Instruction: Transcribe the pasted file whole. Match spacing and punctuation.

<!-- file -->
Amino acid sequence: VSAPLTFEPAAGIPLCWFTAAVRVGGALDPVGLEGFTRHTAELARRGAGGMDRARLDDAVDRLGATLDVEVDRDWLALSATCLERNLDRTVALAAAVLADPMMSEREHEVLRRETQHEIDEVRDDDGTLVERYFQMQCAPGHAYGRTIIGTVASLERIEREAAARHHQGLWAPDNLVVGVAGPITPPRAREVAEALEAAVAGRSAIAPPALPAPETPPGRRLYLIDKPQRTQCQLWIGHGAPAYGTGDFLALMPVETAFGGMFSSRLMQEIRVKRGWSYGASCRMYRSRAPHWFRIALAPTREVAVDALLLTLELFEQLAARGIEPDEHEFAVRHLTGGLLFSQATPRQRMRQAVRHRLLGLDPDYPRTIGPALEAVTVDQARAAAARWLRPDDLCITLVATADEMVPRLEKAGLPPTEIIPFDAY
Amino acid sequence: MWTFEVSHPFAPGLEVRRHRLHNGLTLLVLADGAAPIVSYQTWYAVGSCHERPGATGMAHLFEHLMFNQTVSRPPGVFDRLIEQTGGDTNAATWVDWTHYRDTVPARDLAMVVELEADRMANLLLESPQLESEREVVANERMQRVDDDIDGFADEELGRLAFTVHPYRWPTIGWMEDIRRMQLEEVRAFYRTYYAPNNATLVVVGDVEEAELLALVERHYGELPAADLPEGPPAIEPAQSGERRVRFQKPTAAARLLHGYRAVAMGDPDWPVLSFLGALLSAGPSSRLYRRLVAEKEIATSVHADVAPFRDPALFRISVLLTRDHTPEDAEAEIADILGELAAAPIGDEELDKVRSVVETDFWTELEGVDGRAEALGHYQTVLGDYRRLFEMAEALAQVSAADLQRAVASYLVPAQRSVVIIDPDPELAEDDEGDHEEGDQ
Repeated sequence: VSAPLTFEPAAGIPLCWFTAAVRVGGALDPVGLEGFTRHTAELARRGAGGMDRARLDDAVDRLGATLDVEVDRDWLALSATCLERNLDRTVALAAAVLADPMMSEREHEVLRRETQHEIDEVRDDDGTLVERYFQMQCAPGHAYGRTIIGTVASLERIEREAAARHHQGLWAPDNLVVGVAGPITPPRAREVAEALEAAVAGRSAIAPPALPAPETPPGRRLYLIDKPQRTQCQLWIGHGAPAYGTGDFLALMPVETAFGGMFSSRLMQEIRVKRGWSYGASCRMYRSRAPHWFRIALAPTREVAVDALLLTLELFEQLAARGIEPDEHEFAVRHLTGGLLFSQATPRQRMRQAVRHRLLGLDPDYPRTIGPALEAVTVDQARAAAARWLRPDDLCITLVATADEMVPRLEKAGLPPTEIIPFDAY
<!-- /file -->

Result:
Amino acid sequence: VSAPLTFEPAAGIPLCWFTAAVRVGGALDPVGLEGFTRHTAELARRGAGGMDRARLDDAVDRLGATLDVEVDRDWLALSATCLERNLDRTVALAAAVLADPMMSEREHEVLRRETQHEIDEVRDDDGTLVERYFQMQCAPGHAYGRTIIGTVASLERIEREAAARHHQGLWAPDNLVVGVAGPITPPRAREVAEALEAAVAGRSAIAPPALPAPETPPGRRLYLIDKPQRTQCQLWIGHGAPAYGTGDFLALMPVETAFGGMFSSRLMQEIRVKRGWSYGASCRMYRSRAPHWFRIALAPTREVAVDALLLTLELFEQLAARGIEPDEHEFAVRHLTGGLLFSQATPRQRMRQAVRHRLLGLDPDYPRTIGPALEAVTVDQARAAAARWLRPDDLCITLVATADEMVPRLEKAGLPPTEIIPFDAY
Amino acid sequence: MWTFEVSHPFAPGLEVRRHRLHNGLTLLVLADGAAPIVSYQTWYAVGSCHERPGATGMAHLFEHLMFNQTVSRPPGVFDRLIEQTGGDTNAATWVDWTHYRDTVPARDLAMVVELEADRMANLLLESPQLESEREVVANERMQRVDDDIDGFADEELGRLAFTVHPYRWPTIGWMEDIRRMQLEEVRAFYRTYYAPNNATLVVVGDVEEAELLALVERHYGELPAADLPEGPPAIEPAQSGERRVRFQKPTAAARLLHGYRAVAMGDPDWPVLSFLGALLSAGPSSRLYRRLVAEKEIATSVHADVAPFRDPALFRISVLLTRDHTPEDAEAEIADILGELAAAPIGDEELDKVRSVVETDFWTELEGVDGRAEALGHYQTVLGDYRRLFEMAEALAQVSAADLQRAVASYLVPAQRSVVIIDPDPELAEDDEGDHEEGDQ
Repeated sequence: VSAPLTFEPAAGIPLCWFTAAVRVGGALDPVGLEGFTRHTAELARRGAGGMDRARLDDAVDRLGATLDVEVDRDWLALSATCLERNLDRTVALAAAVLADPMMSEREHEVLRRETQHEIDEVRDDDGTLVERYFQMQCAPGHAYGRTIIGTVASLERIEREAAARHHQGLWAPDNLVVGVAGPITPPRAREVAEALEAAVAGRSAIAPPALPAPETPPGRRLYLIDKPQRTQCQLWIGHGAPAYGTGDFLALMPVETAFGGMFSSRLMQEIRVKRGWSYGASCRMYRSRAPHWFRIALAPTREVAVDALLLTLELFEQLAARGIEPDEHEFAVRHLTGGLLFSQATPRQRMRQAVRHRLLGLDPDYPRTIGPALEAVTVDQARAAAARWLRPDDLCITLVATADEMVPRLEKAGLPPTEIIPFDAY